January 19, 2021

Tau-first subtype of Alzheimer’s disease consistently identified across in vivo and post mortem studies

Alzheimer’s disease (AD) is marked by the spread of misfolded amyloid-{beta} and tau proteins throughout the brain. While it is commonly believed that amyloid-{beta} abnormality drives the cascade of AD pathogenesis, several in vivo and post mortem studies indicate that in some subjects localized tau-based neurofibrillary tangles precede amyloid-{beta} pathology. This suggests that there may be multiple distinct subtypes of protein aggregation pathways within AD, with potentially different demographic, cognitive and comorbidity profiles. We investigated this hypothesis, applying data-driven disease progression subtyping models to post mortem immunohistochemistry and in vivo positron emission tomography (PET) and cerebrospinal fluid (CSF) based measures of protein pathologies in two large observational cohorts. We consistently identified both amyloid-first and tau-first AD subtypes, where tau-first subjects had higher levels of soluble TREM2 compared to amyloid-first subjects. Our work provides insight into AD progression that may be valuable for interventional trials targeting amyloid-{beta} and tau.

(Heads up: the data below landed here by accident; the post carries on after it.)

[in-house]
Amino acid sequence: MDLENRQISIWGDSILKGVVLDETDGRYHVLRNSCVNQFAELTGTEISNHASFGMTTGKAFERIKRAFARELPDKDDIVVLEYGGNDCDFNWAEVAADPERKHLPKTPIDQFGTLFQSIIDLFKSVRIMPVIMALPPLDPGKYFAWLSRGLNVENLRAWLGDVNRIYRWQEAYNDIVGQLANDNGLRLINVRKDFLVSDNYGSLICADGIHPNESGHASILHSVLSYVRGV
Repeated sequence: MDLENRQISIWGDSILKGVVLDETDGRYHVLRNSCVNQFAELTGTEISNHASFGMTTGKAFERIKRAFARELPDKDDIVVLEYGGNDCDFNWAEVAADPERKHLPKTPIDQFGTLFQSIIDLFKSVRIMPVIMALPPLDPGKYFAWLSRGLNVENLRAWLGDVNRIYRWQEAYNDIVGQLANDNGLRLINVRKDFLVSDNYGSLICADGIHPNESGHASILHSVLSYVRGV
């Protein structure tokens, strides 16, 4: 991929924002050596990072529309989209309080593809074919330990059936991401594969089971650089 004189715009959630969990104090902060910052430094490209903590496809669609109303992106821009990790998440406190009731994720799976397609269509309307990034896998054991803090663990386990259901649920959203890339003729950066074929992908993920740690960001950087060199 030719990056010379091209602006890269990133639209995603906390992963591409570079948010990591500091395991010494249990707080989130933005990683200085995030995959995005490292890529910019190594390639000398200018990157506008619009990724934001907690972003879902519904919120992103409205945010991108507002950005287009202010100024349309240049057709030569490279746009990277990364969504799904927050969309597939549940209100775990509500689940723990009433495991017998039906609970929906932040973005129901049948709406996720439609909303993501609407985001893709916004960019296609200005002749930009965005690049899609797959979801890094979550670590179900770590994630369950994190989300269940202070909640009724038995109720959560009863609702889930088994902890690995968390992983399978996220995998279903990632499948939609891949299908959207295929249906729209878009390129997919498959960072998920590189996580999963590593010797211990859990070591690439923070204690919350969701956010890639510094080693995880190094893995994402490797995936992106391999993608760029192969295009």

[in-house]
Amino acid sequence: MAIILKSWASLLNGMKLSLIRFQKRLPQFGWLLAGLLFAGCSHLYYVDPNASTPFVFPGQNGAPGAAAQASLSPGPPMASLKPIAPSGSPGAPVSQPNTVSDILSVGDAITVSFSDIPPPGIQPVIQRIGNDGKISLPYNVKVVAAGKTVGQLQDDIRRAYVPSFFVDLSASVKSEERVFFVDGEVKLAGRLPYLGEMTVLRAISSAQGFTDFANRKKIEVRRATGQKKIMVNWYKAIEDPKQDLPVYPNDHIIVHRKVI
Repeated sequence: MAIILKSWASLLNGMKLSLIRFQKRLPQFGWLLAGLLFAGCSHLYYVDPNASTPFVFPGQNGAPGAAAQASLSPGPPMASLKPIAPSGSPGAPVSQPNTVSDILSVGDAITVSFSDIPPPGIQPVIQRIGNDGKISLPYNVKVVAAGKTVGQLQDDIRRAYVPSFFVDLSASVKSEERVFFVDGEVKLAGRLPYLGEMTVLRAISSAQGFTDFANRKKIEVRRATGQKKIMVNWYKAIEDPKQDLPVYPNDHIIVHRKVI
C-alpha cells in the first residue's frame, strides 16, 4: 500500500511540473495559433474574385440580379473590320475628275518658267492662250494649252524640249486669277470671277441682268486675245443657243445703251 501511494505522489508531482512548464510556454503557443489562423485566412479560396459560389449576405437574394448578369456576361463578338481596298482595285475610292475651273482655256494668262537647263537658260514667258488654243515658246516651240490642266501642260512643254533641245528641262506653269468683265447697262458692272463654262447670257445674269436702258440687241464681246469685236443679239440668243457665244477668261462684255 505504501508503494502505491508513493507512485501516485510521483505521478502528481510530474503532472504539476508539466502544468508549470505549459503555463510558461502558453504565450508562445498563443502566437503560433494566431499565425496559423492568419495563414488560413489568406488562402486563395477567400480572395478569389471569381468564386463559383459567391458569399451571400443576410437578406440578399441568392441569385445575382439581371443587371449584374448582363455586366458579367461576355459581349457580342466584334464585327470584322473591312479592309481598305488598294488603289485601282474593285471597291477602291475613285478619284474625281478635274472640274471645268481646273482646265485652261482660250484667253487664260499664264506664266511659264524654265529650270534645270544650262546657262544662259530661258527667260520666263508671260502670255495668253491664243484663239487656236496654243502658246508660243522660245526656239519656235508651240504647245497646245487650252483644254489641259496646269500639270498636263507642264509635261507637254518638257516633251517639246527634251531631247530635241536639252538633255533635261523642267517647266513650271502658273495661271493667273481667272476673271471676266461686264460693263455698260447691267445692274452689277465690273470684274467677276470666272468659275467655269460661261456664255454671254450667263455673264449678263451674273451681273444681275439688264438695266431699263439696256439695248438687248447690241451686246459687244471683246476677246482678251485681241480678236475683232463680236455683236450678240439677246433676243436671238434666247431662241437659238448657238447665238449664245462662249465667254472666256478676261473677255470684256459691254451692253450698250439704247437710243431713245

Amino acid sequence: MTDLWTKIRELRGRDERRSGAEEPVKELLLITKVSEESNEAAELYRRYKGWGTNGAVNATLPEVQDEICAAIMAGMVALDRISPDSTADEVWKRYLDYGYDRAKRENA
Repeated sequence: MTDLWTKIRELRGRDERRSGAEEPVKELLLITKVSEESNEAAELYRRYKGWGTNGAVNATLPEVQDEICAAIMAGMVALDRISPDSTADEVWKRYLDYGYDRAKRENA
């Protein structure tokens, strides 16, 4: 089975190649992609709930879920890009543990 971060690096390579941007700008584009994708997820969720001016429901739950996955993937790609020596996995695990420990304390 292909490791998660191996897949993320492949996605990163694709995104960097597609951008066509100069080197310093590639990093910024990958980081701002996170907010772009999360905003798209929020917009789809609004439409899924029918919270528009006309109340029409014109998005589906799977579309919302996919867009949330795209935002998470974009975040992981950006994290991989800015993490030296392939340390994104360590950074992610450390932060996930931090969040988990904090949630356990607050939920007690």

bioRxiv Subject Collection: Neuroscience

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